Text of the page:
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Subject: Re: [Boost-users] circular buffer in a multithreaded program
From: Sebastian Gesemann (s.gesemann_at_[hidden])
Date: 2014-04-24 08:24:49

On Thu, Apr 24, 2014 at 1:59 PM, Lee Clagett <forum_at_[hidden]> wrote:
>> I also programmed in Java. From what I can tell, there is little
>> difference between Java and C++ in this regard. The terminology is
>> just different. What you call "monitor", "volatile" and "happens
>> before" in Java is called "mutex", "amotic" and "sequenced before". On
>> top of that C++11 allows you to use "weaker synchronization". But
>> that's something I choose to ignore because it's just too easy to get
>> it wrong and not worth the performance gain in my opinion.
> Volatile in C/C++ is not sequenced like atomics in Java. In many cases the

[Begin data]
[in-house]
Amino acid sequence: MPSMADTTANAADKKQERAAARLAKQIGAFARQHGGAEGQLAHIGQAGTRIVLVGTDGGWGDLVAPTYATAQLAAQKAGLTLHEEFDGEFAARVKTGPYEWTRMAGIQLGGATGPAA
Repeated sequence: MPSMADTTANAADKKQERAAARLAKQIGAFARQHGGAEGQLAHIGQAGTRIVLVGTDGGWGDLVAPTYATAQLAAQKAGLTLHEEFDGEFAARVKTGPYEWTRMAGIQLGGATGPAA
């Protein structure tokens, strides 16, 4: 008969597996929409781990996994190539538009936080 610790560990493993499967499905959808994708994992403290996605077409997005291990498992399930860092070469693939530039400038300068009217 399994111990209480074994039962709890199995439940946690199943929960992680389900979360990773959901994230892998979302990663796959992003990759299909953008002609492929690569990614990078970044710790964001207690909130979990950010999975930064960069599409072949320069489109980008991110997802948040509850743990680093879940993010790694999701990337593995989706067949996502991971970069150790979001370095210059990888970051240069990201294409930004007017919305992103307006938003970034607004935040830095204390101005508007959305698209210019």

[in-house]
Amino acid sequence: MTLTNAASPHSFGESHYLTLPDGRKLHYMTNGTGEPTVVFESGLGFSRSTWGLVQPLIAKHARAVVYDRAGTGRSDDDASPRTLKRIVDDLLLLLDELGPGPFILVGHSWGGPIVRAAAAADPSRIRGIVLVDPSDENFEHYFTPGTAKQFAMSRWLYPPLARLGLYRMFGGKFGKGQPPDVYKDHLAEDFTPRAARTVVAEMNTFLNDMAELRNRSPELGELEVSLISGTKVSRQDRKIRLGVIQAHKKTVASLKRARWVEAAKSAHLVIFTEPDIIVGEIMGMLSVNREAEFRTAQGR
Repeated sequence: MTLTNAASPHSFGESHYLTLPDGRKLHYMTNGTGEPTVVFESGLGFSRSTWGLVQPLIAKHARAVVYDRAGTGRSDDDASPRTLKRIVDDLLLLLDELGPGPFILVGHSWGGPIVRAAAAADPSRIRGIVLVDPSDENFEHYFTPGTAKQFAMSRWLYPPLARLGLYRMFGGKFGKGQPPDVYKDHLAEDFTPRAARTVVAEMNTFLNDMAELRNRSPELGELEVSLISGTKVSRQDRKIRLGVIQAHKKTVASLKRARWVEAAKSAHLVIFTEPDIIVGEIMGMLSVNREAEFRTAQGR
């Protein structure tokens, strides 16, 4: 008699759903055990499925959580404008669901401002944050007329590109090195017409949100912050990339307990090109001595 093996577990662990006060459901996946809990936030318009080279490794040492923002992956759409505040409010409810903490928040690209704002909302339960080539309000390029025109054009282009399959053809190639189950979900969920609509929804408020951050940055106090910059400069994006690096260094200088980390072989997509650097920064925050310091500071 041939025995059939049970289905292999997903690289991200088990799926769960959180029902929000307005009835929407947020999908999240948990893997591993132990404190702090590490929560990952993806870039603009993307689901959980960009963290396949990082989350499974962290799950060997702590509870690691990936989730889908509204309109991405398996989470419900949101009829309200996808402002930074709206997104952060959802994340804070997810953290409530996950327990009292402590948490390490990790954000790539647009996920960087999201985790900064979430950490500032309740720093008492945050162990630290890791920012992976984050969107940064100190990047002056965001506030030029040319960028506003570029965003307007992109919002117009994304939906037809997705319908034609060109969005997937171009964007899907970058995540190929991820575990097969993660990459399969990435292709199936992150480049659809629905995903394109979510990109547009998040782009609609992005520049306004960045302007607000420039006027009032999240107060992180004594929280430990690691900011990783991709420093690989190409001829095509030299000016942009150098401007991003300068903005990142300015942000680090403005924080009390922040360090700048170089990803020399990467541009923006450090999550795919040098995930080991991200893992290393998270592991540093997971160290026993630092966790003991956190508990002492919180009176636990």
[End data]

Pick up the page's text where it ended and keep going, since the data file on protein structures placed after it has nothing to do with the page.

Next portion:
> observed behavior on x86 platforms will be similar, but this is by chance.
> C++11 and boost have std/boost::atomic, which will match the behavior of
> Java atomics. C++11 and boost also have a std/boost::mutex implementation.

Not sure whether this was meant as correction or you simply wanted to
add your comment. Anyhow, I did not say anything about C++'s volatile.
I tried to convey that the cases in which you would use volatile in
Java are typically cases in which you would use atomics in C++.

> Lee

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